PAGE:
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China and US tech crackdowns set the stage for the next phase of competition

This is the first in a pair of articles comparing the impact of the U.S. and Chinese tech crackdowns. This piece, by Special Series Editor Scott Bade, considers the geopolitical consequences of each country’s respective approaches. Tomorrow, Nathan Picarsic and Emily de La Bruyère examine how China’s “techlash” is driven by domestic politics.

It’s not a good time to be a tech giant. In China, high-flying tech firms were once some of the few able to operate with relative independence. Tech leaders like Alibaba’s Jack Ma and Didi’s Jean Liu were mainstays of Davos and became global symbols of Chinese innovation. No longer.

After Ma gave a speech critical of Chinese regulators last year, his company’s record IPO was suspended and he was effectively “disappeared” for months. Tencent was then hit with numerous fines for antitrust violations; since last year both firms have lost about 20% of their respective value — a combined total reaching over $300 billion. Meanwhile Didi’s shares tumbled 40% after they were ordered off of the country’s app stores. More recently, Chinese regulators have imposed new restrictions on edtech and gaming — and banned cryptocurrency altogether.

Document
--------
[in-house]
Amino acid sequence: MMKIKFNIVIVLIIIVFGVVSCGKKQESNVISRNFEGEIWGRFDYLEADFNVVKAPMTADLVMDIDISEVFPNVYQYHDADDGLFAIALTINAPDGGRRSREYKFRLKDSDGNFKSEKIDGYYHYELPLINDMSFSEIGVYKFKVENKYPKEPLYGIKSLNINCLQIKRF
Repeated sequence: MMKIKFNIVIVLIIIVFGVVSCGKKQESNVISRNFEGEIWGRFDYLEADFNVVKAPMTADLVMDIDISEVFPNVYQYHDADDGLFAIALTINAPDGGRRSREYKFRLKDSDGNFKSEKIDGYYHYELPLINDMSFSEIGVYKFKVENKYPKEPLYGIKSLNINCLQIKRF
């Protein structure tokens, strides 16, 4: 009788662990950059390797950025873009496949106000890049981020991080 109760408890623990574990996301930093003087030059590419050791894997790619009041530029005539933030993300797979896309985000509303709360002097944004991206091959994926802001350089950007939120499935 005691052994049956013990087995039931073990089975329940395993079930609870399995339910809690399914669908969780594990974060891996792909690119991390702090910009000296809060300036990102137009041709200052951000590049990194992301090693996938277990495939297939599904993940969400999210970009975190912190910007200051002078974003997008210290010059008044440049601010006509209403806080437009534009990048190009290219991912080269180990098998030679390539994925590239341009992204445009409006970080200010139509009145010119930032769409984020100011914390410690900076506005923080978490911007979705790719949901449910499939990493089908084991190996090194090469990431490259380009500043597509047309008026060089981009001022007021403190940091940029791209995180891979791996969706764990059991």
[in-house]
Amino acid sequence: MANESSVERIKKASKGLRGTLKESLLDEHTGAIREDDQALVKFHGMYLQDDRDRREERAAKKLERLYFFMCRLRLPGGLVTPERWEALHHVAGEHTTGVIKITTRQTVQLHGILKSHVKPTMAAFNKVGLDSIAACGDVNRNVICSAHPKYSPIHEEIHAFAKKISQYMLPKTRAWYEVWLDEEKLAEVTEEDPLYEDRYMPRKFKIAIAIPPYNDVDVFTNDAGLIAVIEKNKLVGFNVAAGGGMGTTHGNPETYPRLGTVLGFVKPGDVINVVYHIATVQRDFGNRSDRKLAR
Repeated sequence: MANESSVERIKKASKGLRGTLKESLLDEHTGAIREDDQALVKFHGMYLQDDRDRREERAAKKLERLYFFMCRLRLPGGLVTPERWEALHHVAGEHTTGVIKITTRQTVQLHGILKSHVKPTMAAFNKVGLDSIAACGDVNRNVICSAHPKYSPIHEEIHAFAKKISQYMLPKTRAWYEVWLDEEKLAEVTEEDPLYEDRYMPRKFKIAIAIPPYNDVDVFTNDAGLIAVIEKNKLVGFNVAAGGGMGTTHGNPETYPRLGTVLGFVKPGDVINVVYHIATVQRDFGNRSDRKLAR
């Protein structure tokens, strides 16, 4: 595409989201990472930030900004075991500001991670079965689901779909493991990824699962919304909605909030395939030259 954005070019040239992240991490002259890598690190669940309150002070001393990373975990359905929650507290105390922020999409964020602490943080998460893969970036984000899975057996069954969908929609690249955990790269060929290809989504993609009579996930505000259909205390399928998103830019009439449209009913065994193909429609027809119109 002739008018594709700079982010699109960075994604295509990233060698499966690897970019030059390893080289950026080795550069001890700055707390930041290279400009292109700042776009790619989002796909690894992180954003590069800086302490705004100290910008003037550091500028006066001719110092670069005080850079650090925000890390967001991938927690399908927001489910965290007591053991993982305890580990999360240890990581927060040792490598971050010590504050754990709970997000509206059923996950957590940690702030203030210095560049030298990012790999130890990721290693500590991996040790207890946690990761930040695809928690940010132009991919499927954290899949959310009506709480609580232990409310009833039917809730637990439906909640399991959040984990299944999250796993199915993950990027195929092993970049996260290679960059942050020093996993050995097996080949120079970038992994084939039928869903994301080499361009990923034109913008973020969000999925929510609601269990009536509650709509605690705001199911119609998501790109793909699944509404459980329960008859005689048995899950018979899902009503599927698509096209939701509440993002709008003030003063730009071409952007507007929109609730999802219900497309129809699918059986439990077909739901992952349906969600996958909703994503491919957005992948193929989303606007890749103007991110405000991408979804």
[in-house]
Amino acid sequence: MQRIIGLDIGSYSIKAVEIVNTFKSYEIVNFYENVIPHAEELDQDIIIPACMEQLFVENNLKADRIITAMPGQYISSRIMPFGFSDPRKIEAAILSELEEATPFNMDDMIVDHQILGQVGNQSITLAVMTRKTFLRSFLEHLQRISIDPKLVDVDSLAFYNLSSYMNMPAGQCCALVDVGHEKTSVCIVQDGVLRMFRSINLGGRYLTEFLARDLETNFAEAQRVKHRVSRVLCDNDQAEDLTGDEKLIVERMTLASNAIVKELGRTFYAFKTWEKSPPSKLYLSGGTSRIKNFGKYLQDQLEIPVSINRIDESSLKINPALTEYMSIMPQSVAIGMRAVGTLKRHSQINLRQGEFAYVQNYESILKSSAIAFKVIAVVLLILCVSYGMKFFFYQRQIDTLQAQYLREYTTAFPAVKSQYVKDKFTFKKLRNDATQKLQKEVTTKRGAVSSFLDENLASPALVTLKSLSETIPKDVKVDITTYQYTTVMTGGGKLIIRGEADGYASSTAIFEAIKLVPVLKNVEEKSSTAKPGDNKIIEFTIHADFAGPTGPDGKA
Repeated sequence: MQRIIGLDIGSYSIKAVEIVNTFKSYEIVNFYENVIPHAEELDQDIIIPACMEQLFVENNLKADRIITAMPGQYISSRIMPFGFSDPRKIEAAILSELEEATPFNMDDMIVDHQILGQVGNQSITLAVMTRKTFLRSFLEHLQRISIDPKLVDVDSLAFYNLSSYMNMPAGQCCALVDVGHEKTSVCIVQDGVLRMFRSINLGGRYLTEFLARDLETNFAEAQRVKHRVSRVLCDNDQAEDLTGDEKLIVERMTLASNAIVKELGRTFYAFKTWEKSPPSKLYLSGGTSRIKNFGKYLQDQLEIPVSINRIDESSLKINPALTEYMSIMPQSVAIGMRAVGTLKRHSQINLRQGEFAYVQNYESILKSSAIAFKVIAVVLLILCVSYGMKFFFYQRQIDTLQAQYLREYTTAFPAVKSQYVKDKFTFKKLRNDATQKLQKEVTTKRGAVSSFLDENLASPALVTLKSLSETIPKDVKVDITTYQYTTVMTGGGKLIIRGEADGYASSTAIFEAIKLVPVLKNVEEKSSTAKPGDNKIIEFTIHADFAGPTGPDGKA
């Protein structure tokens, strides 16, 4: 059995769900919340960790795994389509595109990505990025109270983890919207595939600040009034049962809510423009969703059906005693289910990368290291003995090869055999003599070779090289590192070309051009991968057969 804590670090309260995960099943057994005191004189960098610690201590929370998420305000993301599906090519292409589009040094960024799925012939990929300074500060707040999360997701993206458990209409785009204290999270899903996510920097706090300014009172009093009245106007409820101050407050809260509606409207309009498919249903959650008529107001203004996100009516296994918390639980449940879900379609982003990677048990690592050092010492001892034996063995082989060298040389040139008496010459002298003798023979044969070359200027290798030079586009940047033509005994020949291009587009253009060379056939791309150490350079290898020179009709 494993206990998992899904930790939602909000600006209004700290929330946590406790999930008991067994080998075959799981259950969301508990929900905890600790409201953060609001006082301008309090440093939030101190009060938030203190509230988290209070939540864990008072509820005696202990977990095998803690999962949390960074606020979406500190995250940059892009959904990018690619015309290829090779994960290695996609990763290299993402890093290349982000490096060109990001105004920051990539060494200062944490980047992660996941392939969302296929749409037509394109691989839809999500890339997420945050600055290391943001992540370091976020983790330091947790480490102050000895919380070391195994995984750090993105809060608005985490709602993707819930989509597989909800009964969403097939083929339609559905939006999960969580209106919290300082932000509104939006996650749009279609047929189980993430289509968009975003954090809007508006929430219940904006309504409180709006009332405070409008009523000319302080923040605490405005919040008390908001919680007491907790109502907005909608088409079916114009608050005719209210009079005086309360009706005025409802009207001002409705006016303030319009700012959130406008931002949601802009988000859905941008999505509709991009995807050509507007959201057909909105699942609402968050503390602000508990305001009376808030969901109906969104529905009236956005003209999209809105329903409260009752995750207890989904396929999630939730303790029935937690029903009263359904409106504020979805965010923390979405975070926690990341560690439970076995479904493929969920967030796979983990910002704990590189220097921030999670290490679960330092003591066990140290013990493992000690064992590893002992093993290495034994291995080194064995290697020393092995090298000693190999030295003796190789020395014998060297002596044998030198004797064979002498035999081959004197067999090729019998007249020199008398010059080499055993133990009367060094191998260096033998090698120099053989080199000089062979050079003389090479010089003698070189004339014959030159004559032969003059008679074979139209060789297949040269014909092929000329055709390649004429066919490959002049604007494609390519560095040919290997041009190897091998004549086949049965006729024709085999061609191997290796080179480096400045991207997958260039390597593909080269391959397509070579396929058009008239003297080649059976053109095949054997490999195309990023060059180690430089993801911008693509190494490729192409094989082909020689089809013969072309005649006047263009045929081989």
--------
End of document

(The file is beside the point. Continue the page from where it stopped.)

America’s tech tycoons may have their freedom, but they and their businesses are also coming under government scrutiny. Leading antitrust advocates like Lina Khan, Tim Wu and Jonathan Kanter have all landed senior roles in the Biden administration. Meanwhile Congress is considering new legislation that would regulate tech on issues ranging from privacy to age restrictions.

In both Beijing and Washington (not to mention Brussels, which has been battling tech giants for years), the consensus is increasingly clear: Big Tech has grown too powerful and too unaccountable. Government, politicians across the global ideological divide believe, must now exert some measure of control in the name of the public good. For founders, executives and investors, political risk has never been higher.


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